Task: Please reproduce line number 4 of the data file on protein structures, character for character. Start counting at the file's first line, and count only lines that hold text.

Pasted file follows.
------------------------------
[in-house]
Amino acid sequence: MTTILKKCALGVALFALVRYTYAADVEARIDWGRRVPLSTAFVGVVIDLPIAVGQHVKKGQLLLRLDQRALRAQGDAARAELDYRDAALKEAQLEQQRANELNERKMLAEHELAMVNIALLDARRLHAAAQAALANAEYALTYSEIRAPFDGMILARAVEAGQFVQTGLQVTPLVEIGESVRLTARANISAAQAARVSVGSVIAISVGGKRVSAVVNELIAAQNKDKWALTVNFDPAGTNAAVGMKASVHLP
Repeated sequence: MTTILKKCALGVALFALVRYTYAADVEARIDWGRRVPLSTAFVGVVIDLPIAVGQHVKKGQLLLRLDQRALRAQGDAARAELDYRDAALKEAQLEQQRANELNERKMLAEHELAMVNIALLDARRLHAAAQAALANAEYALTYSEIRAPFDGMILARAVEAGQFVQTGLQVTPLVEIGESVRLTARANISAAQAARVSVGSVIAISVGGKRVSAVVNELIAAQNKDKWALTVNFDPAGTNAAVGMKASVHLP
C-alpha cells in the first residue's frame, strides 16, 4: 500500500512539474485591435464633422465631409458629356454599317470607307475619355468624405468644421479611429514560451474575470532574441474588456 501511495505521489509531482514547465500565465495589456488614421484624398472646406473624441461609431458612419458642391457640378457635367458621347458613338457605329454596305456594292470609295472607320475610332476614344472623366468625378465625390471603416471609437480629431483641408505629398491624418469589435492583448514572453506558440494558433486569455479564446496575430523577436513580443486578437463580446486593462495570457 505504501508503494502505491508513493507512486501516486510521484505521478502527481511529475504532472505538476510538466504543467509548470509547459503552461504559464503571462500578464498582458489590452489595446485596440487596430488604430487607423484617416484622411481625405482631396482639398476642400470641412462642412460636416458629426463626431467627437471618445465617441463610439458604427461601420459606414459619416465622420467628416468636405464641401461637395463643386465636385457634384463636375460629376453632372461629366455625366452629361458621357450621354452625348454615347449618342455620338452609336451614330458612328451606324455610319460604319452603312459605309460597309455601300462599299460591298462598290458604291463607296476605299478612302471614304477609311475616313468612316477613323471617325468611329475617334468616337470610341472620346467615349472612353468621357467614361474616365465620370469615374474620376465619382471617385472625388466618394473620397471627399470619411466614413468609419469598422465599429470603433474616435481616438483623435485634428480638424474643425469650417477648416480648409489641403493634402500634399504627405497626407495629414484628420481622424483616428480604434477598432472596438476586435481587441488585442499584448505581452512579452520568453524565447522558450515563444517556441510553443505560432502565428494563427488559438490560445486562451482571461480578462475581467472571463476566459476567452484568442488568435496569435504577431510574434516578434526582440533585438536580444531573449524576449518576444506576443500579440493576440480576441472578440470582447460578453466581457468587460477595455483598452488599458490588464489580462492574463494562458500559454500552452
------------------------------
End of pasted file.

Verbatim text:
C-alpha cells in the first residue's frame, strides 16, 4: 500500500512539474485591435464633422465631409458629356454599317470607307475619355468624405468644421479611429514560451474575470532574441474588456 501511495505521489509531482514547465500565465495589456488614421484624398472646406473624441461609431458612419458642391457640378457635367458621347458613338457605329454596305456594292470609295472607320475610332476614344472623366468625378465625390471603416471609437480629431483641408505629398491624418469589435492583448514572453506558440494558433486569455479564446496575430523577436513580443486578437463580446486593462495570457 505504501508503494502505491508513493507512486501516486510521484505521478502527481511529475504532472505538476510538466504543467509548470509547459503552461504559464503571462500578464498582458489590452489595446485596440487596430488604430487607423484617416484622411481625405482631396482639398476642400470641412462642412460636416458629426463626431467627437471618445465617441463610439458604427461601420459606414459619416465622420467628416468636405464641401461637395463643386465636385457634384463636375460629376453632372461629366455625366452629361458621357450621354452625348454615347449618342455620338452609336451614330458612328451606324455610319460604319452603312459605309460597309455601300462599299460591298462598290458604291463607296476605299478612302471614304477609311475616313468612316477613323471617325468611329475617334468616337470610341472620346467615349472612353468621357467614361474616365465620370469615374474620376465619382471617385472625388466618394473620397471627399470619411466614413468609419469598422465599429470603433474616435481616438483623435485634428480638424474643425469650417477648416480648409489641403493634402500634399504627405497626407495629414484628420481622424483616428480604434477598432472596438476586435481587441488585442499584448505581452512579452520568453524565447522558450515563444517556441510553443505560432502565428494563427488559438490560445486562451482571461480578462475581467472571463476566459476567452484568442488568435496569435504577431510574434516578434526582440533585438536580444531573449524576449518576444506576443500579440493576440480576441472578440470582447460578453466581457468587460477595455483598452488599458490588464489580462492574463494562458500559454500552452